Ole Miss' defense has improved. How much? We'll find out against No. 1 LSU
The odds are long, but Ole Miss finds itself in a position to win 6 games and get to the postseason heading into the final 2 games of the season.
Standing in its way are No. 1 LSU and rival Mississippi State.
The Rebels (4-6, 2-4 SEC) can lament losses that got away, but they still have the opportunity to look ahead to a possible bowl game.
The improvement of the 2019 team can be traced largely to the defense. Following the dismissal of defensive coordinator Wesley McGriff, Ole Miss coach Matt Luke hired one of the best coordinators available on paper in Mike MacIntyre.
It proved to be a wise move, as the defense has improved dramatically. While this weekend against the Tigers might not support that success, we have seen games against Alabama and Auburn with narrower margins than in years past.
The trend on improvement likely will continue, following the lopsided loss to the Bulldogs last season in the Egg Bowl 35-3.
The defensive numbers bear out the success
Let’s be honest, last season the Rebels had one of the worst defenses in the country. To the credit of MacIntyre and his staff, the numbers have shown marked improvement.
The most glaring stat is total defense. Ole Miss is No. 71, where it has hovered all season. Last season it finished No. 121 out of 130 teams.
Last season, Ole Miss gave up 483.4 yards per game. This year? It’s fallen to 396.9 yards per game.
Yards matter, but points determine who gets fired and who gets extended.
Ole Miss is allowing just 23.9 points per game this season, almost 2 TDs less than last year’s average 36.2.
It also is getting opposing offenses off the field with more regularity on 3rd down, stopping teams 40.48% of the time vs. 38.93% last season.
A tall task awaits against visiting LSU
Former Ole Miss coach and current Tigers coach Ed Orgeron has a potent offense, ranked No. 4 nationally at 46.7 points per game, thanks in part to the emergence of quarterback Joe Burrow. The most important person in the room could be the addition of passing game coordinator Joe Brady, who has previous stints at Penn State and the New Orleans Saints.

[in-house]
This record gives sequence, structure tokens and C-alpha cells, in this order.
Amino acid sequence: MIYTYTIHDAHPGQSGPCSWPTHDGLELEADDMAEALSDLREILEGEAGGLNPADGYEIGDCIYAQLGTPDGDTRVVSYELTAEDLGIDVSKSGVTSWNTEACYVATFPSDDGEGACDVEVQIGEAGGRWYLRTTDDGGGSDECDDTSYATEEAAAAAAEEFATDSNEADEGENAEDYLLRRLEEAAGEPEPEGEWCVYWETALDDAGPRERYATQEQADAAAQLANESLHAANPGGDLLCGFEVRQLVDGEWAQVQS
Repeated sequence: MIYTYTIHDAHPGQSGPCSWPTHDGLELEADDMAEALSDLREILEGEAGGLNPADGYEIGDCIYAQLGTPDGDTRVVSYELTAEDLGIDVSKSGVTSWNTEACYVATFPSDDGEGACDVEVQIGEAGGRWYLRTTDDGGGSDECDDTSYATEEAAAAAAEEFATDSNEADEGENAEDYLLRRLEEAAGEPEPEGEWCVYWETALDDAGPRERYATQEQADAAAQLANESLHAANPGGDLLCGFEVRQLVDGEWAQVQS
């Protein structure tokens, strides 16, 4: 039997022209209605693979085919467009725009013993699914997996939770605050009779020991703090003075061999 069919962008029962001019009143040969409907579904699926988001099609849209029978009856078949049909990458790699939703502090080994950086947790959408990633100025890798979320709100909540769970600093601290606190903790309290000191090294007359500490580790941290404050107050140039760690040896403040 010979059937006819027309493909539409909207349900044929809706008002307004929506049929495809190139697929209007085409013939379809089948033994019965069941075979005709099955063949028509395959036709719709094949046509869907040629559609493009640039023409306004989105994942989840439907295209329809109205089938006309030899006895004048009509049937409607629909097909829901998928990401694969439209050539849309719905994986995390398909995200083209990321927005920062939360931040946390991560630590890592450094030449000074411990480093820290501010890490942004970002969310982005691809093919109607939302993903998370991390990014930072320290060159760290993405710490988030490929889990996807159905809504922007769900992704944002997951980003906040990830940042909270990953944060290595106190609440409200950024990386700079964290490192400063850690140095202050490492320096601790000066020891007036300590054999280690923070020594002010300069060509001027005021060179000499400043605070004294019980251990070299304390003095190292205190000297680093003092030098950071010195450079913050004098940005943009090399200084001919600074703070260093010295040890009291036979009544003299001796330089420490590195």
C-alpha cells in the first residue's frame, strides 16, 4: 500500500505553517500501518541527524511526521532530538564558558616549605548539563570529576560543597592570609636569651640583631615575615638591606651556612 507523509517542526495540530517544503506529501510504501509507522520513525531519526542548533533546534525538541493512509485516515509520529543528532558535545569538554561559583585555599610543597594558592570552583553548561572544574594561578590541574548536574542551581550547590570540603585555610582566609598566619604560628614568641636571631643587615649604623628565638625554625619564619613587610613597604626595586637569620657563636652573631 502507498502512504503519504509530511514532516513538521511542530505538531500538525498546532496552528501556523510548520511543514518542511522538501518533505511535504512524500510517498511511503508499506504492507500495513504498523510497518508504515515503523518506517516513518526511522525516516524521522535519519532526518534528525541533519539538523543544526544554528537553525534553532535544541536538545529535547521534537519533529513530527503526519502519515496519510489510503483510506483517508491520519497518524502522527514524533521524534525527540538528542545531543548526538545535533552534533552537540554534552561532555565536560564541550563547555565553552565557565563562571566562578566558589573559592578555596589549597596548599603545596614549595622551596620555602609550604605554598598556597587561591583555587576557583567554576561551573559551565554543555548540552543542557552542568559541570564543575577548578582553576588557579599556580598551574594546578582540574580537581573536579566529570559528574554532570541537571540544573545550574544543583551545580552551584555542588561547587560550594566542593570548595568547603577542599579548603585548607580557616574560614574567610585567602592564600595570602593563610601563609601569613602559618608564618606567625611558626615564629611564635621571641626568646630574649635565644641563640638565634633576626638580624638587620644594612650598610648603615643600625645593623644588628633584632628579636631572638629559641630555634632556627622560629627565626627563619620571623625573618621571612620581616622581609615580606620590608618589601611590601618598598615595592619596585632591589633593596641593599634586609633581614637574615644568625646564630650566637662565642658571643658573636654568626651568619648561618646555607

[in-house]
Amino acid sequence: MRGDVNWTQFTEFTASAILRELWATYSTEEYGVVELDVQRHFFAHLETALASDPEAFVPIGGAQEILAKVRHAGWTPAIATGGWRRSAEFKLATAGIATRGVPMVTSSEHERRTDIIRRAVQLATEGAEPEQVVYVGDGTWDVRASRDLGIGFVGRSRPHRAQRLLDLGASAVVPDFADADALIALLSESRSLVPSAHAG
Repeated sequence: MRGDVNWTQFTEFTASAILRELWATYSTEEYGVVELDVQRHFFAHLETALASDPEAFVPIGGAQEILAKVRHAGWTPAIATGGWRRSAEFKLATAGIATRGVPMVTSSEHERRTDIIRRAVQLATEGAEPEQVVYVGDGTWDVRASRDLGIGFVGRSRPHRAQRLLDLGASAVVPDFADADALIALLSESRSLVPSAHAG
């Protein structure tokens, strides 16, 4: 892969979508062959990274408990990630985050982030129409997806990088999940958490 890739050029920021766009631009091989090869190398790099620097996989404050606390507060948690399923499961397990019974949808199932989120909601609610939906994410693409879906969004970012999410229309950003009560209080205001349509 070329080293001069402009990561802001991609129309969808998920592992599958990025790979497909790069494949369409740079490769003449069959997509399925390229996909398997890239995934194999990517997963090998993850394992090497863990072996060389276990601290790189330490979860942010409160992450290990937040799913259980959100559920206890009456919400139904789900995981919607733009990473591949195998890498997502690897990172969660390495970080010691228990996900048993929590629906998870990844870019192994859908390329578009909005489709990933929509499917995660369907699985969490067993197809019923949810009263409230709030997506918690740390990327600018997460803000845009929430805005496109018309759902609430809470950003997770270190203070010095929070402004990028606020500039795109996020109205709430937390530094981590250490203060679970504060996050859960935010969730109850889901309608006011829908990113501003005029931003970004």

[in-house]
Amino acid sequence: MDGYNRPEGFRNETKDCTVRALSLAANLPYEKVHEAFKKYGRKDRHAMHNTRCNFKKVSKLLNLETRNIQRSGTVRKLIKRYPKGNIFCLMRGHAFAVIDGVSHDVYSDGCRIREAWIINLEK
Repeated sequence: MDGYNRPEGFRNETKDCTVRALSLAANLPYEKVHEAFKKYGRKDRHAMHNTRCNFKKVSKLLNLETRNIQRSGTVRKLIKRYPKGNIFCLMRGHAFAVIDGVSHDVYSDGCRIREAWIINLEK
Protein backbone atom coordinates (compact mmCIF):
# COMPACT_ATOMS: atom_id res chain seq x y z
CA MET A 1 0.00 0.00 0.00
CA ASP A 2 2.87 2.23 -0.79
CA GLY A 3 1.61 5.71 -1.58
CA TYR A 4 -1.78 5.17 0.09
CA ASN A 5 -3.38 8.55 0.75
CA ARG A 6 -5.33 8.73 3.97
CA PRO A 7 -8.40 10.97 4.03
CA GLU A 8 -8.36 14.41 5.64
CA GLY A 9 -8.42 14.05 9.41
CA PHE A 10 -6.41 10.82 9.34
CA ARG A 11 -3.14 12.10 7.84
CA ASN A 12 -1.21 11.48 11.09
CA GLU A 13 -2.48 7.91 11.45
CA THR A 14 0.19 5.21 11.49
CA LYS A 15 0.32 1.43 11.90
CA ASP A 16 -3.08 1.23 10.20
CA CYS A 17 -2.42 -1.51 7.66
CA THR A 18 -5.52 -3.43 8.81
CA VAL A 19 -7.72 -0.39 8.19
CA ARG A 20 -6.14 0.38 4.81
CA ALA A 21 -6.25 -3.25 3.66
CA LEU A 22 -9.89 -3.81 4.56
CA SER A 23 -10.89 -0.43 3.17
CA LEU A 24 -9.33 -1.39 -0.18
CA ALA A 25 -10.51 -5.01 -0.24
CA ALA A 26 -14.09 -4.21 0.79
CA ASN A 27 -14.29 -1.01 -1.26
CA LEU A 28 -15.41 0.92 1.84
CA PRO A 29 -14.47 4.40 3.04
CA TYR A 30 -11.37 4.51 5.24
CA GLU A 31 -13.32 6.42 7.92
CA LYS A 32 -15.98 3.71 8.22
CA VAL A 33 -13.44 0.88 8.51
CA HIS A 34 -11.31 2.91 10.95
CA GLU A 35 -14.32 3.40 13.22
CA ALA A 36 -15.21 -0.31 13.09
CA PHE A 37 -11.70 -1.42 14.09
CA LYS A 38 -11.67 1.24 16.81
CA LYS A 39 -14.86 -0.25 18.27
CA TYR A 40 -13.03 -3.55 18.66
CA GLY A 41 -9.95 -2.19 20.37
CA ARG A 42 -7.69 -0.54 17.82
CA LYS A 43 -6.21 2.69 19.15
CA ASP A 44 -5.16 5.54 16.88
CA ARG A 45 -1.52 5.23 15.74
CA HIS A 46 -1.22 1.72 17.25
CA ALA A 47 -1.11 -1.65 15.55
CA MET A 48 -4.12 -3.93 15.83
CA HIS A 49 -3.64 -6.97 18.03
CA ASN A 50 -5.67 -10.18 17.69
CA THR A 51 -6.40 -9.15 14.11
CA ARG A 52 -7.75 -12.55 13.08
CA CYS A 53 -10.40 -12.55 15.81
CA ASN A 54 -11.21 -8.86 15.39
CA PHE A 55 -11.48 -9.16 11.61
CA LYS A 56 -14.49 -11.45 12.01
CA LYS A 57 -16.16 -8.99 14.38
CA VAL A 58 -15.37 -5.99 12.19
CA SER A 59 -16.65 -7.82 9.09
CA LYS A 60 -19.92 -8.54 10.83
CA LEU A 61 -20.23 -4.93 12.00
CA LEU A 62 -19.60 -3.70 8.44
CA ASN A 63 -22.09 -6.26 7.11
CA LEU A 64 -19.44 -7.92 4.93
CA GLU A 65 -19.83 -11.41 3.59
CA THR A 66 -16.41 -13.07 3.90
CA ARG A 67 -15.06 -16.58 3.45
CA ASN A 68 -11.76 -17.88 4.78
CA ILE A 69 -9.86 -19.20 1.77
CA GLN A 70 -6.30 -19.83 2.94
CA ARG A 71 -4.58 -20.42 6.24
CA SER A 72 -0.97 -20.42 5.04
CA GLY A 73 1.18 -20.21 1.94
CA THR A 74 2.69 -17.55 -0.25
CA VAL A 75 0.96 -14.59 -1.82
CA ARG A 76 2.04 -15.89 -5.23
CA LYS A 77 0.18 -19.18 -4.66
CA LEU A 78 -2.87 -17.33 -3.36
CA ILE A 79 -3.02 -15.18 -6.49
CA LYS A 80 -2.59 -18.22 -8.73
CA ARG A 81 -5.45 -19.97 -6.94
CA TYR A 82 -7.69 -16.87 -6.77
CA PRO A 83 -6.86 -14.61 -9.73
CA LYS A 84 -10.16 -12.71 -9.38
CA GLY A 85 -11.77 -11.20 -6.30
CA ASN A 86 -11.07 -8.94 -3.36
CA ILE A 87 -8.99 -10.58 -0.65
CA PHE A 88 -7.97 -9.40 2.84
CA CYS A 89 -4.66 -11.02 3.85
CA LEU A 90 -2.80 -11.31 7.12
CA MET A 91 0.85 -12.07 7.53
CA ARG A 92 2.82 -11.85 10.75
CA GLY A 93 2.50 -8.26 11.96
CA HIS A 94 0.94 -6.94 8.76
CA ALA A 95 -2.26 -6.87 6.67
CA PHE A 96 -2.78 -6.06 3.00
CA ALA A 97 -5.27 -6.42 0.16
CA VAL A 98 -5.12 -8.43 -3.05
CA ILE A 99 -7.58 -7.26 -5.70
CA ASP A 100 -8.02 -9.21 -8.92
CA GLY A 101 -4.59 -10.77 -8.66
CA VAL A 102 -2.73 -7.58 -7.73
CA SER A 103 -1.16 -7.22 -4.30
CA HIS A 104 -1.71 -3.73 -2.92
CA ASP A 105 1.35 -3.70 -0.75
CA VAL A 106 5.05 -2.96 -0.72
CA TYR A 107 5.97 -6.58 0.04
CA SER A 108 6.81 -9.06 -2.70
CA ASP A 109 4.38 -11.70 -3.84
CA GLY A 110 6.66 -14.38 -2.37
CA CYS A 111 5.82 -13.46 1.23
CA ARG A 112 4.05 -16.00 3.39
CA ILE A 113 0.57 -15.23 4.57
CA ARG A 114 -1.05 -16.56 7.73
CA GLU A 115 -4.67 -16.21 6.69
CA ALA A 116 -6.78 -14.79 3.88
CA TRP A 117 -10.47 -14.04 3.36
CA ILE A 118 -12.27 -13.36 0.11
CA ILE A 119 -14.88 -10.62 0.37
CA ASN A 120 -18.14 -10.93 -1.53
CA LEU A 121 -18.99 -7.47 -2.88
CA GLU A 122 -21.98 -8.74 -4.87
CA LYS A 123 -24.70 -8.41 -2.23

Coming into the Ole Miss game, the Tigers are No. 2 in the country in passing offense, averaging 379.3 yards per game.
Just how big of a difference has Brady made? Last season, LSU was just 67th in the country in the same category, averaging 228.5 yards per game. Burrow broke LSU’s single-season TD record last month and is adding to it. He is 2nd in the country with 33.
Though the Tigers have embraced the pass, they’ve haven’t abandoned the run game. LSU averages 159.1 yards per game and is led by tailback Clyde Edwards-Helaire with 808 yards on the season, 11 touchdowns and a 5.8 yard per carry average.
The bad news for Ole Miss, the LSU passing attack will be going against the 117th-ranked passing defense in the country, an area the Rebels have struggled with all season, giving up 274.2 yards per game.
Like anytime you face a superior opponent, the Rebels are going to have to have some help in the way of turnovers.
The rivalry has been a wild one
Ole Miss and LSU have played since 1894 and will play for the 107th time Saturday. The only school it has played more is Mississippi State. LSU has a commanding lead in the series 62-40-4 in one that has seen some dramatic finishes.
Many remember the night Orgeron took his Ole Miss team into Tiger Stadium in 2006, taking the Tigers to overtime and losing to the JaMarcus Russell-led Tigers.
A memorable game for Ole Miss took place in 1996 when Tommy Tuberville and the unranked Rebs beat the No. 8 Tigers 36-21 just 1 week after LSU beat the No. 1 Florida.
The most memorable moment between the two happened in 1959 when LSU’s Billy Cannon returned a punt for 89-yards and the only score of the game to give the Tigers a 7-3 win. That helped Cannon capture the Heisman Trophy. Ole Miss ended the season by beating the Tigers 21-0 in the Sugar Bowl and claiming a share of the national championship.